The time displayed on most Android phones is wrong

The time displayed on most Android phones is wrong

Summary: The problem dates back to an Android bug first uncovered in December 2009.

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Did you know that the time displayed on most Android handsets is wrong? Dr. Neil DeGrasse Tyson explains why to Joshua Topolsky in the latest episode of On The Verge.

Tyson talks about the issue at the 15m 20s mark.

Most Android devices set the time based on the data they receive from GPS signals. While the clocks on the GPS satellites are incredibly accurate atomic clocks, the timekeeping system used by them was defined up to 1982.

A total of 15 'leap seconds' have been added to the Coordinated Universal Time (UTC) time scale since then, which Android handsets don't compensate for, so these handsets are running exactly 15 seconds too fast.

The GPS signal does include the offset difference between GPS time and UTC in the message it sends to receivers, but it seems that this information isn't being used by Android to correct for the leap seconds.

Interestingly enough, this has been listed as an Android bug since December 2009. It seems like an easy bug to fix, so I'm surprised it's been ignored for so long.

The iPhone also sets the time based on GPS data, but according to Tyson, iOS adds the 15 seconds into the equation, so Apple handsets show the correct time.

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Topics: Hardware, Android, Google, Mobility

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24 comments
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  • Um ... 15 Seconds?

    Who Cares?

    Ludo
    Ludovit
    • Not Google apparently

      Nor anyone else buried in the Android mess it appears. Remember, near enough is good enough if your main raison d'etre is advertising revenue and demographic data rather than professional software development.
      tonymcs@...
      • Umm, no

        Because Network Time Sync handles that functionality!

        Coincidentally, my iPad 3 and My HTC Rezound is actually 100% in sync so, not sure why you think this is a real issue. I guess simple issues for simple minds.
        slickjim
    • Who?

      You cared enough to read the blog and then add a post.

      Just sayin'
      use_what_works_4_U
  • Not true

    I just verified my Evo 4G against the clock on my Windows PC that is synced with the MS server. My phone is about 4-5 seconds slow. I was always under the impression that the phone gets its time info from the cell towers. Plus if the GPS is off, how would it get this signal anyway? I travel quite a bit and my phone has always found the correct time when I take it out of airplane mode while the GPS is still off. I'm calling Bollocks on this!
    puffmanxx
    • World renown astrophysicist vs @puffmanxx

      Not sure which one I'm going to vote for...
      themarty
    • They do

      Time Sync is part of most security protocols and any connected device is going to need to be reasonably accurate to make the connection work.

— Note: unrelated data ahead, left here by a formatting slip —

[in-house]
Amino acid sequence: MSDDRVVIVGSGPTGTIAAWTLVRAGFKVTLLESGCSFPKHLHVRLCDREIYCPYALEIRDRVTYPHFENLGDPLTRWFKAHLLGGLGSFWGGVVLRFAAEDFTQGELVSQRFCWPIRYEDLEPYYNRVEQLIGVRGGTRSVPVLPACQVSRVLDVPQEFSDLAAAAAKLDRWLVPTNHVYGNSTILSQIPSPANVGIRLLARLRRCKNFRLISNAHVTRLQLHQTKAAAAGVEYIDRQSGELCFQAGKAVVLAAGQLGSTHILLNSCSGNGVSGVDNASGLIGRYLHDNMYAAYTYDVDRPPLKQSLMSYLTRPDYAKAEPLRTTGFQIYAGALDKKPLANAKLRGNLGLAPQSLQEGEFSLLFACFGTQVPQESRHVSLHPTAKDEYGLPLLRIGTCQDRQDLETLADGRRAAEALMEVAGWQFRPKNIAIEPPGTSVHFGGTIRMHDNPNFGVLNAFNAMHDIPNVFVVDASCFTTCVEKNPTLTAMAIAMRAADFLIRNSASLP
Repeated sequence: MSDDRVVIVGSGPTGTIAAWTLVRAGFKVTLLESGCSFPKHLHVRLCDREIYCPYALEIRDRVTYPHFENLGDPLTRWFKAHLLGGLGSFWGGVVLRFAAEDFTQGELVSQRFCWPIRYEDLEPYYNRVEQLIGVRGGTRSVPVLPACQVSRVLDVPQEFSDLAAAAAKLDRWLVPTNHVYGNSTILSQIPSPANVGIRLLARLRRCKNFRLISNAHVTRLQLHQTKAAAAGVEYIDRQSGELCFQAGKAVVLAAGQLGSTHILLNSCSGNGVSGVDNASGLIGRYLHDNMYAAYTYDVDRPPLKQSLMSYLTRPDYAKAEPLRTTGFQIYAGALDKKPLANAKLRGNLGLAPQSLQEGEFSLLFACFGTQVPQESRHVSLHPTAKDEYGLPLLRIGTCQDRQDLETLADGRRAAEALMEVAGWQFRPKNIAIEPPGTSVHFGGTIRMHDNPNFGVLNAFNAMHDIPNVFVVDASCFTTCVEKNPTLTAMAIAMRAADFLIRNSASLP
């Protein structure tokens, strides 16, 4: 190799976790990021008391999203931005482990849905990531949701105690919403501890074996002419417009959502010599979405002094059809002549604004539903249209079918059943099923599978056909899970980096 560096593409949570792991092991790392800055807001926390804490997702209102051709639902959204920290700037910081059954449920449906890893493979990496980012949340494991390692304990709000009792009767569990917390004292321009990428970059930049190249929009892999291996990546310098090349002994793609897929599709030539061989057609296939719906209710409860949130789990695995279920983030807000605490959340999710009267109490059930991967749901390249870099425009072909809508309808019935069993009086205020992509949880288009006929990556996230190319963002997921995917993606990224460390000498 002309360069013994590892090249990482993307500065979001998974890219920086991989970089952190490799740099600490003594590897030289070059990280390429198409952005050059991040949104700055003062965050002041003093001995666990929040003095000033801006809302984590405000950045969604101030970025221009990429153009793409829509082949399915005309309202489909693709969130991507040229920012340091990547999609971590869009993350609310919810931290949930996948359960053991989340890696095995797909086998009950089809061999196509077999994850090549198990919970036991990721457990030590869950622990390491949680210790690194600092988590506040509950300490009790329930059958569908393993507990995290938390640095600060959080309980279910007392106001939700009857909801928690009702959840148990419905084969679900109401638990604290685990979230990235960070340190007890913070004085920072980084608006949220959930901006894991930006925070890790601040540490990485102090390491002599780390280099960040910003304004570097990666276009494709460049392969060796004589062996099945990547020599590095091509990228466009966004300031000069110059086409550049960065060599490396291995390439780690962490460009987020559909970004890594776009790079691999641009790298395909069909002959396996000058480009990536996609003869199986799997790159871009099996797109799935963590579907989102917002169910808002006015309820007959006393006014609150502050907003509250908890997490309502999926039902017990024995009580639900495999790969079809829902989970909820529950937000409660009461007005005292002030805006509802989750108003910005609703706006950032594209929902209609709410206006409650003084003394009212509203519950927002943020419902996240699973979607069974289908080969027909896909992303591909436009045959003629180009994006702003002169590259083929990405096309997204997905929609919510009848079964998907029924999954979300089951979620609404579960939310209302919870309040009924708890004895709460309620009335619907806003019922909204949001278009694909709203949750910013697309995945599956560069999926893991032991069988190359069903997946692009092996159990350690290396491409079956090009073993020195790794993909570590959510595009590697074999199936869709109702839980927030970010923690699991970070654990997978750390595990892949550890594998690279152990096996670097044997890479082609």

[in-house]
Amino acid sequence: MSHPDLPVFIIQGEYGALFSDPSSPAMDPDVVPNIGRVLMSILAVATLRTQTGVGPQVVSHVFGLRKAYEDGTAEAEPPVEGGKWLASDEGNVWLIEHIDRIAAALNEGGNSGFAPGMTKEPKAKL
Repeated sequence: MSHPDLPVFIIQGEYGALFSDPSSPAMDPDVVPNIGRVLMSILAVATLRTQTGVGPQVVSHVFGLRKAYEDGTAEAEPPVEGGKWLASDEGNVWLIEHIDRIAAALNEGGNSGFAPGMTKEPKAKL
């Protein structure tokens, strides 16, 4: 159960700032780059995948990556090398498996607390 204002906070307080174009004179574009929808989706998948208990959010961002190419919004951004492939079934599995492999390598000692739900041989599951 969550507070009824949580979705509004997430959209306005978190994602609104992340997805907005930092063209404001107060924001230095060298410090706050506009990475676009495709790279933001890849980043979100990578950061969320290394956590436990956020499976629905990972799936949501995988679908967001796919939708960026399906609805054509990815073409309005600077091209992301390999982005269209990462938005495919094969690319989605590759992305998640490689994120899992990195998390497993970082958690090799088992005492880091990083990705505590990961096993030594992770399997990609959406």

slickjim
    • My Sensation...

      is about a minute slow...
      wright_is
    • GPS not affected by airplane mode

      GPS is not affected by airplane mode as airplane mode stops the phone transmitting. GPS is essentially passive. Granted phones often retrieve information from the internet to speed up getting a positional fix but this isn't neccessary and wouldn't be of any use for getting the time.
      mog0
  • I don't use GPS.

    How would my phone get time from the GPS satellites when I switch off GPS completely?
    kraterz
    • No GPS here

      I have GPS turned off as well.
      wright_is
  • The time displayed on most Android phones is wrong

    what a waste of space! Both story and writer.
    If this is the best they can manage, give them a written warning for failing to do their job to a professional standard
    redlandscv
  • What a crock and waste of space

    I literally never turn on my phone's GPS and my Win7 desktop and Android phone are within 1 second of each other.

    The article reads like fruit fan spam to me.
    cHarley1200
  • I wonder how this impacts networked games?

    Does this have any impact on multiplayer network games?
    eferron@...
    • Yes it does have an impact...

      But only of your thumbs are 15 seconds faster ;-)
      schmoeleco@...
  • 15 seconds?

    Ah shoot. I'm going to throw out my Thunderbolt and buy an iPhone instead.
    FortisMaximus
  • so iOS is better..

    So, iOS has the "correct" time... by 15 seconds...

    They can have their 15 seconds as Apple has its Alarms still not fixed, when a new year begind there are always problems with alarm clocks not going off.. just saying
    Florejaen
    • iOS has its own issues

      See, e.g., http://www.jwz.org/blog/2010/07/what-at-t-doesnt-run-ntpd/ where two adjacent iPhones differ by 26 seconds.
      sla29970
  • getting what you paid for

    Find IS-GPS-200F, the document describing GPS. See section 20.3.3.3 which describes the parameters necessary to correct from the SV time scale to the GPS system time scale as well as the requirement for the receiver to calculate the relativistic effects, and section 20.3.3.5 which describes the parameters necessary to correct the GPS system time scale to get UTC(USNO), including the need to monitor variations in the ionospheric delay. Did you pay enough for your cell phone to implement the algorithms for precise time? Is that really what a cell phone is for?
    sla29970
  • Forget the 15 seconds...

    Focus on what's really important: anybody else notice this is the "We got a bada$$ over here" guy?
    Ndiaz.fuentes